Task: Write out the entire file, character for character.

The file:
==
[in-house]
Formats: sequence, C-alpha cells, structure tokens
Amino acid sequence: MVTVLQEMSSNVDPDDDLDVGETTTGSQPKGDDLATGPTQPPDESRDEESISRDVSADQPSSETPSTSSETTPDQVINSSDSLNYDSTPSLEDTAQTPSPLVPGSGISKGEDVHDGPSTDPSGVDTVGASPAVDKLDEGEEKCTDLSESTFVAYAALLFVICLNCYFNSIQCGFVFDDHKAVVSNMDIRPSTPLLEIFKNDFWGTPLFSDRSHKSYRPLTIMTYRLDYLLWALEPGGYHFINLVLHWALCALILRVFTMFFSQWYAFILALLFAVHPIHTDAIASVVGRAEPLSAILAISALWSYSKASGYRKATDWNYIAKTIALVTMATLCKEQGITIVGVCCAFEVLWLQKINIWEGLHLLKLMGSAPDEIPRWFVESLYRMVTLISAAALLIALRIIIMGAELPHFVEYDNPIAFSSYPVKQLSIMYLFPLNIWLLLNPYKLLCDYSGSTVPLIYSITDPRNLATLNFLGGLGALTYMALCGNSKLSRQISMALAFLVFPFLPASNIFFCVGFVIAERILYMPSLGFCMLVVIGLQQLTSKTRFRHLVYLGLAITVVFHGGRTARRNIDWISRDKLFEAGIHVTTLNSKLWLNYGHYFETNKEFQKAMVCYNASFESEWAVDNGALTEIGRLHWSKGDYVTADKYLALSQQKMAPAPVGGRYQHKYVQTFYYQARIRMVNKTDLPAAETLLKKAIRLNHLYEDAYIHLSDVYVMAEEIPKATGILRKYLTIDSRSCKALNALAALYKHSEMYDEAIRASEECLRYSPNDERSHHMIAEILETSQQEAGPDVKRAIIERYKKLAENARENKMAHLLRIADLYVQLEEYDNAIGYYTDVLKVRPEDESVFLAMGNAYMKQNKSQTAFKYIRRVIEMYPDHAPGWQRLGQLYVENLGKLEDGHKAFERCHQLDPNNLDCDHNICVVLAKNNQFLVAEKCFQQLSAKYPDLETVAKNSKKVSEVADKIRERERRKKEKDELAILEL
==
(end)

[in-house]
Formats: sequence, C-alpha cells, structure tokens
Amino acid sequence: MVTVLQEMSSNVDPDDDLDVGETTTGSQPKGDDLATGPTQPPDESRDEESISRDVSADQPSSETPSTSSETTPDQVINSSDSLNYDSTPSLEDTAQTPSPLVPGSGISKGEDVHDGPSTDPSGVDTVGASPAVDKLDEGEEKCTDLSESTFVAYAALLFVICLNCYFNSIQCGFVFDDHKAVVSNMDIRPSTPLLEIFKNDFWGTPLFSDRSHKSYRPLTIMTYRLDYLLWALEPGGYHFINLVLHWALCALILRVFTMFFSQWYAFILALLFAVHPIHTDAIASVVGRAEPLSAILAISALWSYSKASGYRKATDWNYIAKTIALVTMATLCKEQGITIVGVCCAFEVLWLQKINIWEGLHLLKLMGSAPDEIPRWFVESLYRMVTLISAAALLIALRIIIMGAELPHFVEYDNPIAFSSYPVKQLSIMYLFPLNIWLLLNPYKLLCDYSGSTVPLIYSITDPRNLATLNFLGGLGALTYMALCGNSKLSRQISMALAFLVFPFLPASNIFFCVGFVIAERILYMPSLGFCMLVVIGLQQLTSKTRFRHLVYLGLAITVVFHGGRTARRNIDWISRDKLFEAGIHVTTLNSKLWLNYGHYFETNKEFQKAMVCYNASFESEWAVDNGALTEIGRLHWSKGDYVTADKYLALSQQKMAPAPVGGRYQHKYVQTFYYQARIRMVNKTDLPAAETLLKKAIRLNHLYEDAYIHLSDVYVMAEEIPKATGILRKYLTIDSRSCKALNALAALYKHSEMYDEAIRASEECLRYSPNDERSHHMIAEILETSQQEAGPDVKRAIIERYKKLAENARENKMAHLLRIADLYVQLEEYDNAIGYYTDVLKVRPEDESVFLAMGNAYMKQNKSQTAFKYIRRVIEMYPDHAPGWQRLGQLYVENLGKLEDGHKAFERCHQLDPNNLDCDHNICVVLAKNNQFLVAEKCFQQLSAKYPDLETVAKNSKKVSEVADKIRERERRKKEKDELAILEL